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    UK Schools Face Teacher Staffing Crisis

Teacher recruitment in the UK has nosedived since Covid, making an already challenging profession even tougher. According to the Department for Education (DfE), only 50% of the required secondary trainees were recruited this year. This severe shortfall is hitting some subjects particularly hard.

Math and science, for example, face dire shortages. The DfE aimed for 23,955 postgraduate initial teacher training (ITT) secondary trainees for the next academic year. But they missed the mark by a long shot. In math, physics, and art, recruitment numbers are incredibly low, making it impossible to fill these crucial roles in classrooms.

Daniel Kebede, General Secretary of the National Education Union (NEU), has been vocal about this crisis. The NEU has consistently argued that a generation of children has already suffered the consequences of teacher shortages, particularly in specialized subjects.

Teacher burnout and low morale compound this crisis. The government’s “earn and learn” approach through the Teacher Degree Apprenticeship (TDA) offers a non-graduate path into teaching. But critics worry it will further devalue the profession, making it even less attractive to potential recruits.

The exodus of teachers from the profession has reached alarming levels. According to the National Association of Head Teachers (NAHT), the number of unfilled teaching positions is at a record high, with vacancies more than doubling from 1,098 in 2020 to 2,334 in 2022. One in seven schools in England reported at least one vacancy, with outer boroughs of London particularly hard hit — more than half of schools there had job openings.

Paul Whiteman, the NAHT’s general secretary, underscored the severity of the situation. “Eroded salaries, increasing workload, and rising stress levels are driving teachers away from the profession. We need an urgent double-digit pay uplift to counter these challenges,” Whiteman stated. He’s not wrong; the teaching profession is at a breaking point, pushed to the edge by a combination of financial strain and overwhelming job demands.

Recent figures released by the Liberal Democrats add another layer to this crisis. Since 2018, over 1,300 new teachers have left the classroom within their first five years. This isn’t just a statistic—it’s a testament to an increasingly untenable work environment. Teachers are not merely stepping out but running for the exits, many looking for careers that offer better pay, less stress, and a more respectful atmosphere.

Even Nick Gibb, a long-standing former schools minister, admits that pay needs to increase to address acute teacher shortages. In his recent interview, Gibb stated, “We need a properly well-rewarded teaching profession,” pointing out that the pay hikes of 6% and 5.4% over the past two years are insufficient.

The UK government has attempted to address the staffing crisis through several measures, although these efforts have often been criticized as insufficient or misdirected. One key strategy has been the reduction in teacher trainee targets, with the Department for Education (DfE) setting a lower target of 23,955 for postgraduate initial teacher training (ITT) secondary trainees for the next academic year. Critics argue this approach fails to account for the increasing number of teachers leaving the profession, suggesting that these lowered targets are merely a way to mask the ongoing failure to meet recruitment needs.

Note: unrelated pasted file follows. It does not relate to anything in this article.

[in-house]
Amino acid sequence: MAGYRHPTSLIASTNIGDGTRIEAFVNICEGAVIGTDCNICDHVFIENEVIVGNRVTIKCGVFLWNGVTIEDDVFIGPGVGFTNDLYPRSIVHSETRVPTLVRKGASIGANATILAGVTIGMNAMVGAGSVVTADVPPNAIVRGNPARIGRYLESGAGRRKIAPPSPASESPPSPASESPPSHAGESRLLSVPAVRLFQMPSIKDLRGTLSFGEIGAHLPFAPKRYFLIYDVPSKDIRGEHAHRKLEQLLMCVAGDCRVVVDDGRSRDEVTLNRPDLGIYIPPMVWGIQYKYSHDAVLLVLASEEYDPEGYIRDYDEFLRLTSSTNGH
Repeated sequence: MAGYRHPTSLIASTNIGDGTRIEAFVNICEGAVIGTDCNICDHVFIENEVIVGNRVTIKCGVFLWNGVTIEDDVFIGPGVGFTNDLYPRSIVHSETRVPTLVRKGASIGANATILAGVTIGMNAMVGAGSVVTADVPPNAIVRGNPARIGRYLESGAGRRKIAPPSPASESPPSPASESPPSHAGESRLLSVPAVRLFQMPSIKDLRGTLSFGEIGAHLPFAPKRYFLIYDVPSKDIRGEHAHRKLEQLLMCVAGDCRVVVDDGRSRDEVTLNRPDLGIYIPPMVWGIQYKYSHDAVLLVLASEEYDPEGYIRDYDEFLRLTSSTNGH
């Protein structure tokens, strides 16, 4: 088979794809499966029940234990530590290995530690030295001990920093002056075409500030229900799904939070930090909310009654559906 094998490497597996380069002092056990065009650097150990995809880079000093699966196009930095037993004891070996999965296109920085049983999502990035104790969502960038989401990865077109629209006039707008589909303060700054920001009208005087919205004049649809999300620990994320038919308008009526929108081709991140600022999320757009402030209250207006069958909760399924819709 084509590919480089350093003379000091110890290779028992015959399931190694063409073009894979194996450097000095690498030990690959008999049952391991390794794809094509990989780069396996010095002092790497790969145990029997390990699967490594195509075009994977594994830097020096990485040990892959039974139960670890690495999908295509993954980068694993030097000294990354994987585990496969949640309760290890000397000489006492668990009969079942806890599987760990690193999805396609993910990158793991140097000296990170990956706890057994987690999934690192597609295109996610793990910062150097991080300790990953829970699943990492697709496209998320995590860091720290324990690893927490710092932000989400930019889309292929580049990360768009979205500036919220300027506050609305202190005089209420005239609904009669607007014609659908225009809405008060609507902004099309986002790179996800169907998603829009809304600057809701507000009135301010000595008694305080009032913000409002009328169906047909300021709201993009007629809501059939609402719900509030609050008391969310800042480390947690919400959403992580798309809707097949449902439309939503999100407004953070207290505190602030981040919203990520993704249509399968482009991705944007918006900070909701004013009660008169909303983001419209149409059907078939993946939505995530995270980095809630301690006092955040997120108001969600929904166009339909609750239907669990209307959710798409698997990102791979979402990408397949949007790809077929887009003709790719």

Adding to the controversy is the proposed Teacher Degree Apprenticeship (TDA), aimed at offering a non-graduate route into teaching. Many educators and union representatives are skeptical, arguing that the TDA risks devaluing the teaching profession and may ultimately fail to attract high-quality candidates. They contend that the focus should be on improving pay and working conditions rather than lowering entry barriers, which could further erode the profession’s status and appeal.

At the heart of much criticism is the £600 million allocated for Rishi Sunak’s Advanced British Standard project. Unions argue that what schools desperately need is:

  • Immediate financial relief to cover urgent repairs
  • Competitive salaries to retain staff
  • Resources to support teachers’ mental health and workloads

Critics suggest that instead of focusing on long-term educational reforms of questionable efficacy, the government should prioritize boosting teacher pay, closing the salary gap, and investing in the existing workforce.

Moreover, there is widespread disappointment in the lack of a coherent, long-term strategy to stabilize the teaching profession. The consensus among educators and unions is clear: without substantial and targeted investments in the workforce’s pay and conditions, the crisis in UK education will continue to escalate.

  1. Department for Education. Initial teacher training (ITT) Census: 2022 to 2023.
  2. National Association of Head Teachers. NAHT School Recruitment Survey 2022.
  3. Courtney, E. Over 1,300 new teachers quit in first five years since 2018, Lib Dems reveal. The Independent. 2023.
  4. Gibb, N. Former schools minister Nick Gibb admits teachers need pay rise. BBC News. 2023.